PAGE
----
Pharmaceutical quality control testing is a part of the pharmaceutical drug development process. According to the World Health Organization, “quality control refers to the sum of all procedures undertaken to ensure the identity and purity of a particular pharmaceutical.
Such procedures may range from the performance of simple chemical experiments which determine the identity and screening for the presence of particular pharmaceutical substance, for example, thin layer chromatography or infrared spectroscopy, to more complicated requirements of pharmacopoeial monographs.”
Raw materials, including active pharmaceutical ingredients (APIs) and excipients, are rigorously tested for impurities throughout the manufacturing process, with quality control laboratories also having to test the finished product before it is distributed. A range of microbiological tests and toxicity analyses, mainly using liquid chromatography, cell culture, and molecular biology techniques, can be used. These tests include, for example, sterility testing, antimicrobial efficacy testing, microbial limits testing, bioburden determination, endotoxin testing, environmental monitoring and identification, and cleaning/sterilization validation of reusable medical devices.
Complying with GMP regulations
Being part of the pharmaceutical drug development process, pharmaceutical quality control laboratories are called upon to comply with the regulatory requirements promulgated by the Food and Drug Administration (FDA) in its current Good Manufacturing Practice (cGMP) regulations. In some instances, pharmaceutical quality control laboratories have also become the focus of inspections requiring them to address their compliance with the regulations.
One of the aims of the cGMP regulations is to provide assurance to the consumer that a drug product is manufactured in accordance with reliable and reproducible manufacturing processes. The cGMP regulations provide minimum requirements for a drug manufacturer to follow. In addition, they allow a certain amount of flexibility to the drug manufacturer to establish strong quality management systems, obtain appropriate quality raw materials, establish robust operating procedures, detect and investigate product quality deviations, and maintain reliable testing laboratories.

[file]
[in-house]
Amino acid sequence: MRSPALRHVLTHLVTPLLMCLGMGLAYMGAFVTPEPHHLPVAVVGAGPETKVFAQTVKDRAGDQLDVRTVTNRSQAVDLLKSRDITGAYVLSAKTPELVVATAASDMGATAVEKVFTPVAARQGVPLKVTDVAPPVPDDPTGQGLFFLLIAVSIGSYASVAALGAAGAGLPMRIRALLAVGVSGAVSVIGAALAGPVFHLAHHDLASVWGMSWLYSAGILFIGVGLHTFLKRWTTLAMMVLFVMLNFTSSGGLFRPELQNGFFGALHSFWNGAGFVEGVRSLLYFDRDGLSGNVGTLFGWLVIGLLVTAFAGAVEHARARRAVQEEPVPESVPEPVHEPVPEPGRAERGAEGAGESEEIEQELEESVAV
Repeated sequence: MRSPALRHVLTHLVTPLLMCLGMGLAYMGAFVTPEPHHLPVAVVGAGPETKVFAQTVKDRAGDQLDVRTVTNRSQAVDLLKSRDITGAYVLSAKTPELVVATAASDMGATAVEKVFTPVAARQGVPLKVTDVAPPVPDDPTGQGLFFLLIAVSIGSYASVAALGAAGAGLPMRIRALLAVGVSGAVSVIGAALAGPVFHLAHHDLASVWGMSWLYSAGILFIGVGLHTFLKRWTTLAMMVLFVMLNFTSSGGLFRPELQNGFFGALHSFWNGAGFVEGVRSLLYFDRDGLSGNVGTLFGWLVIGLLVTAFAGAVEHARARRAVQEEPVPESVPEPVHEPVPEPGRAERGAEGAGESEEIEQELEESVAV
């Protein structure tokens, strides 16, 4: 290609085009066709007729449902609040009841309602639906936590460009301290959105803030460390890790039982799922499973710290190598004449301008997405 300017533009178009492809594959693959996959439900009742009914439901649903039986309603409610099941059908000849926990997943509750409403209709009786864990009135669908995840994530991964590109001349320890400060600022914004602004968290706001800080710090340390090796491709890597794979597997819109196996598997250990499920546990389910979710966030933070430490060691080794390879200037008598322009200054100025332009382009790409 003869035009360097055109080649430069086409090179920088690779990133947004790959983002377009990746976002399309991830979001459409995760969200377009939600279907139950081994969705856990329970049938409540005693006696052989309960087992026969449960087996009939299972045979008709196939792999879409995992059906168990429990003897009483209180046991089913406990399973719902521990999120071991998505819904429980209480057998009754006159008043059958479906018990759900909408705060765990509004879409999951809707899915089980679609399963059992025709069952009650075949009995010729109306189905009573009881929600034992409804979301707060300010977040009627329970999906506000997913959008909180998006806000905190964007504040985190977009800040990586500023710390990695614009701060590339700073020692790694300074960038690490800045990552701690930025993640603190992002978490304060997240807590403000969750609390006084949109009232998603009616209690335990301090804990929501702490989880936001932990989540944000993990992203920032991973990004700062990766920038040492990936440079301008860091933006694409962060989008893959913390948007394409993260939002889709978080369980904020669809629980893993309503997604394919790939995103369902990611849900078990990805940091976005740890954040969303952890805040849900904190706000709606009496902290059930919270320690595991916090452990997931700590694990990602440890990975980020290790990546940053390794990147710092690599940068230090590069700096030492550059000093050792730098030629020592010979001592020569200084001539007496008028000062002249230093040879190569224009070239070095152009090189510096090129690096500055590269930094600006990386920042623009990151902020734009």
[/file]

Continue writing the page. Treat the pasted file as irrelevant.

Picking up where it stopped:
Periodically, the FDA inspects pharmaceutical manufacturing facilities to ensure that pharmaceutical manufacturers are compliant with the cGMP regulations. Failure to perform to cGMP regulations may result in FDA putting a stop to the distribution or the drug product, which was manufactured in violation of the cGMP regulations.
Purified water and the cGMP environment
Water is a critical component of all quality control testing, such as sampling, filtration, and culturing, as well as buffer preparation and for washing/rinsing of equipment. Use of impure water can have a detrimental impact on quality control analysis, as water contaminants can distort the results of quality control testing and have a negative impact on regulatory approval of the drug product.
In pharmaceutical quality control testing, when the consistency of the water quality is maintained, the highest is the likelihood of compliance with cGMP regulations. The testing of products and procedures in the pharmaceutical quality control laboratory begins with selecting a water purification system that can meet the quality requirements of the cGMP regulations and can be validated.
Water purification systems requirements
Water purification systems in the pharmaceutical quality control laboratory must meet both the requirements for United States Pharmacopeia and Type I water, especially when used for such applications as HPLC and ICP/MS, and when water resistivity, total organic carbon, bacteria, and sometimes endotoxin are required to be present at extremely low levels.
In addition to selecting the appropriate water purification system, pharmaceutical quality control laboratories must regularly perform water analysis to ensure that water production, storage, and distribution systems are designed, installed, validated, and maintained to assure the reliable production of pure and ultrapure water
For more information about Veolia’s water purification systems click below.
About the Author
Amanda started her career specialising in selling water purification units into the laboratory market over 25 years ago. She spent several years on the road in the UK direct selling into laboratories, she then moved to our center of excellence, ELGA Labwater where she spent 4 years supporting the Eastern European market, then a further 7 years heading up the technical team and developing and delivering the sales training to our global distributors and gaining international experience. Finally she is based in the UK, leading a team of sales specialists for the ELGA Labwater product range.